Managing challenging wounds has long been a hard test for many long-term care providers. And when wounds become infected with multi-drug resistant organisms, caregivers may find it's a bit like adding insult to injury.
With the increasing prevalence of MDROs across all healthcare settings — not to mention the comorbidities that make seniors more prone to wounds and hard-to-treat infections — it's a problem that's likely here to stay.
“Nosocomial infections are one of the greatest costs in healthcare and a big contributor to morbidity and mortality. These are important in the context of wounds because every wound contains bacterial colonization, says James Spahn, M.D., founder of EHOB Inc., He's also a head and neck surgeon who specializes in soft tissue survival and pressure ulcer prevention and treatment.
“There's always a concern of infection and cross-contamination,” Spahn says.
While sound infection prevention strategies, such as meticulous handwashing, are undoubtedly essential, even the most conscientious caregivers can attest that wound infections can and do still surface. There is no doubt that tackling these infections requires adherence to tried-and-true wound care strategies.
“The discussion of antibiotic-resistant infections highlights the importance of accurate wound assessment and documentation, and consistent monitoring of wound progress,” notes Patricia Burns, RN, MSN, WOCN, vice president of clinical affairs for Smith & Nephew.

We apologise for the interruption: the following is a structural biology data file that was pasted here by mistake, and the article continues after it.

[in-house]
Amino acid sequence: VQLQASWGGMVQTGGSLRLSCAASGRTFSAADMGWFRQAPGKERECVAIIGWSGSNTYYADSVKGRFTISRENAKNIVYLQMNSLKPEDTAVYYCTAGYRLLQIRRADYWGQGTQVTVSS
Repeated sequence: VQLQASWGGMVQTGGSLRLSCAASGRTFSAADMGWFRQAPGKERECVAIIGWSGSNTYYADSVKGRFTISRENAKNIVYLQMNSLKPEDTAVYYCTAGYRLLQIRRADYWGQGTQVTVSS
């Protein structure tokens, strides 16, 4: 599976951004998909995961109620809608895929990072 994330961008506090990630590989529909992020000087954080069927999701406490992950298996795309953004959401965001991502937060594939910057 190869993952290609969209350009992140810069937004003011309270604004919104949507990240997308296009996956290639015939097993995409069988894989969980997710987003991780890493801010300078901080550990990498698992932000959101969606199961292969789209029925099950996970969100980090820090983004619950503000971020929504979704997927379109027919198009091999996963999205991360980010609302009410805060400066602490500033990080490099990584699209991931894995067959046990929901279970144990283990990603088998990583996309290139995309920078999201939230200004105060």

Sleuth the source
Treating infected wounds properly relies heavily on caregivers' ability to differentiate a non-infected wound from one that's reached critical colonization.
As one wound care nurse explained, a wound with full-blown infection will usually be pale in color, as opposed to the more typical “beefy red” seen on other healing wounds, and granulation will stall. There may be increased drainage.
“These visual cues are important because the elderly may not show any outward signs of infection or mount a big inflammatory response, such as a spiking fever,” says Carolyn Watts, RN, MSN, CWON, senior associate in surgery at Nashville's Vanderbilt University Medical Center. Watts, who serves on the board of directors for the Wound Ostomy Continence Nurses Society.
For a suspected wound infection, caregivers must assess whether the infection is contained or spreading into surrounding tissue. If the infection is contained in the wound, the most appropriate course of action may be topical treatment. If cellulitis or purulent drainage is present, however, both systemic and topical treatment may be prudent, explains Watts.
Relying on wound cultures to determine the precise infection-causing organism also is wise.
“Many long-term care facilities are choosing broad spectrum antimicrobial agents rather than culturing to determine the specific organisms,” says David W. Brett, Smith & Nephew's science and technology manager.